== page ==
Meanwhile, Roose Bolton and Ramsay plot for war. Roose is happy to hole up in Winterfell and wait out the "Southern king" knocking at their gates. After all, Stannis and his men are mired in snow and short on supplies. Winterfell is made for winters, they'll be fine.

But Ramsay has a counter-argument. The North will follow a strong leader, not just one who sits behind and waits for nature to do their work for them. There's no sense in sending out soldiers to battle the Baratheon army, instead he can just send Ramsay and twenty good men. They're Northerners who know the land and can move more quickly through snow. They'll do some damage for sure.

In King's Landing this week we actually got just a bare taste of story. Cersei, having been locked up at the end of last episode, is understandably not doing great in prison. She's all hissing and yelling and spitting at people, reminding the septa who comes in to check on her that she's rich and powerful and would make a terrible enemy. The septa does not care, and we are treated to a very entertaining scene of interrogation by water. As in, the septa holds out a ladle full of water and asks Cersei to confess. Cersei refuses, usually with insults. The septa pours the water out on the floor. Repeat.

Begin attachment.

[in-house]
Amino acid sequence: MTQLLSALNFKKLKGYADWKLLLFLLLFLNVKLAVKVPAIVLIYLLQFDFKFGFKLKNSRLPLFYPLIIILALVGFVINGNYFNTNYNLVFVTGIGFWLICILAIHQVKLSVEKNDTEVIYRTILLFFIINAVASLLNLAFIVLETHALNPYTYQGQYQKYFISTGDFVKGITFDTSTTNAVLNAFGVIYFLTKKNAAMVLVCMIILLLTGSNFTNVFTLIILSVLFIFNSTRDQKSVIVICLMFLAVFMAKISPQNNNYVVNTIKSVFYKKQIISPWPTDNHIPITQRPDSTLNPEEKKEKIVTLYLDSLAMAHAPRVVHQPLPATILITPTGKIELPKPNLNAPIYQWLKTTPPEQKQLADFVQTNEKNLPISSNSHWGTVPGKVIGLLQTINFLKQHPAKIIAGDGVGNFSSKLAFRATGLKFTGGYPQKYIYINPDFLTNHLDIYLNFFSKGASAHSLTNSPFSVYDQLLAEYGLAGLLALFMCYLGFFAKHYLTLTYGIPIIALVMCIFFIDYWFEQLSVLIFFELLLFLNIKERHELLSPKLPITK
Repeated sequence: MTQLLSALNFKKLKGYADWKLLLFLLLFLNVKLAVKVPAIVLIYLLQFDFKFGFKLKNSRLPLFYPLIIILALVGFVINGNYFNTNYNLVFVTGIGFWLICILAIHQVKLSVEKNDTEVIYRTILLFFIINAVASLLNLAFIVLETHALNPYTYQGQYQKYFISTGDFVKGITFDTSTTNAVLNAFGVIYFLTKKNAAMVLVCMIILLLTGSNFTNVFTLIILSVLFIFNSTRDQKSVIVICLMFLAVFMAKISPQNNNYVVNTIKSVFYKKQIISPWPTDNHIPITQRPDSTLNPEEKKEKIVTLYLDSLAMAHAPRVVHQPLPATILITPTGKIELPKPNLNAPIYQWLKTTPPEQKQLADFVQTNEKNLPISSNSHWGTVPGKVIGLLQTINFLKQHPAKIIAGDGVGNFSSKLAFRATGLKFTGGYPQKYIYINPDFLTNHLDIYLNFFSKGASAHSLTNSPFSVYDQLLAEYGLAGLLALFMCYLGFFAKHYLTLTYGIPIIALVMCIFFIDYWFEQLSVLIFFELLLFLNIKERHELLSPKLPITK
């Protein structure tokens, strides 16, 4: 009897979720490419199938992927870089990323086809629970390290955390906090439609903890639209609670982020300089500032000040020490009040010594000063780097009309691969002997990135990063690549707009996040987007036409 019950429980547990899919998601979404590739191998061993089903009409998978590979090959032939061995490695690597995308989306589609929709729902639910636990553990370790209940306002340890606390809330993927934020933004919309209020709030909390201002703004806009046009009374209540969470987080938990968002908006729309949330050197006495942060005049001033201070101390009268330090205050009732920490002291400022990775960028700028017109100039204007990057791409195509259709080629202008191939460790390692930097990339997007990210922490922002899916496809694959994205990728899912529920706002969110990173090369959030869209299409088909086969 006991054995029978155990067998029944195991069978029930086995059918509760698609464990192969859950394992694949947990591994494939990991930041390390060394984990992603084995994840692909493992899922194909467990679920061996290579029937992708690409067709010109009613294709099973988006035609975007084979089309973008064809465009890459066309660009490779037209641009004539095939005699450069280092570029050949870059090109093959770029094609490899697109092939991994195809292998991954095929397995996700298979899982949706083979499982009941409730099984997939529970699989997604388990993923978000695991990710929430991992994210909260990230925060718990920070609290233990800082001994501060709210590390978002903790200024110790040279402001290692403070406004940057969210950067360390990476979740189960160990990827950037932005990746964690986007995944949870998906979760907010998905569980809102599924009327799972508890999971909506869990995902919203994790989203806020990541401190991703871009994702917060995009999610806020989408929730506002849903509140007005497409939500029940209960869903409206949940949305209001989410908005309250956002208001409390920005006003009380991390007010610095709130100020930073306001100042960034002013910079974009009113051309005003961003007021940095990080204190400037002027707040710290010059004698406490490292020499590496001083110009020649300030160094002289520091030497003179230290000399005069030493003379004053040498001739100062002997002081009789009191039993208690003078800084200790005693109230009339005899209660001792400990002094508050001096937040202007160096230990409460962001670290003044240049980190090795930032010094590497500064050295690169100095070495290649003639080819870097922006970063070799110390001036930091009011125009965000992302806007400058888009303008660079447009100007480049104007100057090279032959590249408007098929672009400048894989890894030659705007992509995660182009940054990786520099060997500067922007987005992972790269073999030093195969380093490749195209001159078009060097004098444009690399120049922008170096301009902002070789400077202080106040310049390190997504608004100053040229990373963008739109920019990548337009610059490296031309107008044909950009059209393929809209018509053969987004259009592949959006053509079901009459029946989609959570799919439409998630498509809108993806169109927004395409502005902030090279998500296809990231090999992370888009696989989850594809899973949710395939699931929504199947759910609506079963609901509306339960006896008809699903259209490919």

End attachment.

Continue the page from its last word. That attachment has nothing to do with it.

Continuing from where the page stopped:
Which of course ends with the septa going away without a confession and Cersei having to lap water up off the floor. Not even a visit from a member of the Small Council can cheer her up. It seems that King Tommen has taken this final indignity - the loss of his mother after the arrests of his wife and brother-in-law - as the last straw and is locked up in his room refusing to eat. He won't visit his mother, and neither will her uncle. Said uncle has returned to King's Landing and is taking control of the Small Council, but that's basically just one big screw you to Cersei, because he did tell her at the beginning of the season that she was going to mess everything up...

No news on Margaery and Loras, but I think we can safely assume that they're still miserable and bored, if being treated slightly more kindly than Cersei is. I mean, Margaery's great crime is basically perjury, and Loras' crime is sodomy. Cersei, on the other hand, is accused of incest and regicide, so I feel like the pressure is off our Tyrell kids for the moment. The faith has bigger fish to fry than two weird nobles in their twenties.

Over in Braavos, Arya is finally getting to play her "game of faces". As in, Jaqen is helping her build a new identity as a carapace over who she really is. He sticks to what he said, that she's not ready to be no one, but she is ready to be someone else. That someone else is Lana, an orphan from Braavos, who has saved up enough money to have her own oyster cart. She sells oysters every day, and she's even picked up some regular customers.